It's a sweaty, summer night in Ferndale — the kind that makes beer taste better in green bottles and superfluous straining from the least physical of movements. But down in the AC-chilled confines of the No Bummer Zone, smartly dressed, mostly skinny music fans push, bop and shake to the breezy sounds of the evening's final act.
The No Bummer Zone is like some kind of indie-rock frathouse. The main floor also houses Leroy Street Records, features a couple of arcade games, shelves packed with DVDs and a refrigerator stocked, at first, with High Life, and later, Game Day Ice, for band members.
In the basement, rugs cover the floor, and the walls sport promo posters featuring Kevin Smith, Nirvana and Mars Volta.
It's well after midnight, on a school night, but about 40 persistent twentysomethings stick it out for this last hurrah of a weekend; for their part, the band Swimsuit delivers a short, sweet set of mostly major-key pop, driven by fuzzy bass, floaty guitar lines, propulsive power chords and diligent tom-snare tha-waaap-ing. They're the kind of songs where an anthem emerges whenever any of three vocalists opens their mouth in front of a mic.
While Swimsuit's supposedly leaderless, it's clear on "stage" that the only dude in this foursome is the one who calls the shots, however amiably.
Amiably because that guy is the perenially pleasant Fred Thomas. A region favorite and probably the most prolific indie rock personality to come from Michigan in the last decade — the multi-instrumentalist is widely known for his elevated producing and songwriting skills — Thomas broke through to national acclaim in the '00s with Saturday Looks Good to Me.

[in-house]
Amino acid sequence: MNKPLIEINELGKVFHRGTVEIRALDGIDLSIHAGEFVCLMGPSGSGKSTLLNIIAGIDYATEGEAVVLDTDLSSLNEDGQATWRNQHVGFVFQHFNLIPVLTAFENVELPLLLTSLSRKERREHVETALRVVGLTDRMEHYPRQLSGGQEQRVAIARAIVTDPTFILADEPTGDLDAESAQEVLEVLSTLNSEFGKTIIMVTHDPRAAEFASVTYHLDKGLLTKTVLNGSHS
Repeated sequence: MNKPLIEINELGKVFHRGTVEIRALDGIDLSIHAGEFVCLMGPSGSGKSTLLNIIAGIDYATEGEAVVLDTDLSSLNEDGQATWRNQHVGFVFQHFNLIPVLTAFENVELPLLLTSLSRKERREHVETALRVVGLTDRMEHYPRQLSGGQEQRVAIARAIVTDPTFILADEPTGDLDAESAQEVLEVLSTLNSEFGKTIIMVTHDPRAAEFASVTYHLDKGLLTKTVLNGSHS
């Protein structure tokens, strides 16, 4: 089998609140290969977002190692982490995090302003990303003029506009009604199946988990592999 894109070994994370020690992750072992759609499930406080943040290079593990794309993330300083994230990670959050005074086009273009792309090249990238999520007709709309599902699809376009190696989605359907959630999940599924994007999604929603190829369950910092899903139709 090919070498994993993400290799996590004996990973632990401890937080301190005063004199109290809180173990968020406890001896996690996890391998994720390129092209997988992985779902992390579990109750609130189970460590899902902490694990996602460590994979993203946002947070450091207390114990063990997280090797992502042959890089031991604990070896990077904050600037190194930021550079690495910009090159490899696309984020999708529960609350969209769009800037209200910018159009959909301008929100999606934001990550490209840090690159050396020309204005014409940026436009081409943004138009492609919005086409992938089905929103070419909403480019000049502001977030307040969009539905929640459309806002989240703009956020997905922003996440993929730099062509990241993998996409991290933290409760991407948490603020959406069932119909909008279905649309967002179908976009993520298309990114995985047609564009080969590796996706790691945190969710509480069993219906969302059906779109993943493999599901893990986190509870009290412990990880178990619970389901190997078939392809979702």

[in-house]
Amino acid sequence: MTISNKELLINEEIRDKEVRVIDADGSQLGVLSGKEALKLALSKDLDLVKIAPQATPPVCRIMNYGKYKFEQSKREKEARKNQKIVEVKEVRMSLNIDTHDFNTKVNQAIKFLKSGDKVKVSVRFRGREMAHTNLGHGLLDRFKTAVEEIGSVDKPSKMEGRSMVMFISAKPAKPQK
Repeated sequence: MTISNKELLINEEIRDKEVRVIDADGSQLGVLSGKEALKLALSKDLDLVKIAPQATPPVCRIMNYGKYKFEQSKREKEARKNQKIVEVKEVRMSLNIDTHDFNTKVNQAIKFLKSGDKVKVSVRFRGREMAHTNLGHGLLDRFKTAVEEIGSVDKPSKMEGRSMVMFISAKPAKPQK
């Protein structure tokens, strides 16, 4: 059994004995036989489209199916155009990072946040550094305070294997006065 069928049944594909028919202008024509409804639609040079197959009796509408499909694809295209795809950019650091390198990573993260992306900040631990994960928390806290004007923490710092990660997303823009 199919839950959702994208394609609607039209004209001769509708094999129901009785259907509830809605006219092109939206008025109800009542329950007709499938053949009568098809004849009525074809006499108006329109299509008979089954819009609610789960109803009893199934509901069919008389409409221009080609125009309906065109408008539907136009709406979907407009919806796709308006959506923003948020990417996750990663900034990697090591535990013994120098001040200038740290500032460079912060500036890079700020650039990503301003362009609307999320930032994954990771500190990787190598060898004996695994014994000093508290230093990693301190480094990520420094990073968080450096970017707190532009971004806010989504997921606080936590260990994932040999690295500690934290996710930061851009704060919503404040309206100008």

Thomas is something of a prodigal son. He has returned to the Ann Arbor area after a few years living out of state or out of a suitcase on tour, busy with a new label and a half-dozen-some music projects, including the promising Swimsuit.
It's earlier that night and Thomas is sitting on the front porch, in the dark, of the No Bummer Zone house. He's wearing jeans, a fitted T, and a white, straight-billed baseball cap cocked slightly to the side. When he's not interrupted by friends, fans or some musical ruckus rising from the basement, he talks passionately about music. But he's also guarded, or maybe distracted (this is a house party), and it's obvious he's uncomfortable talking about himself. He's never impolite about that, but you sense he'd rather be hanging out in basement than promoting himself.
Thomas takes occasional sips from a bottled water and turns down a beer. "I didn't really eat today, but thank you," he says, followed by, "That's really nice."
He thanked this writer more than once for "the opportunity" to do this interview, as if he couldn't have contacted Metro Times for ink on whatever he's been doing in the three years since SLGM's last record.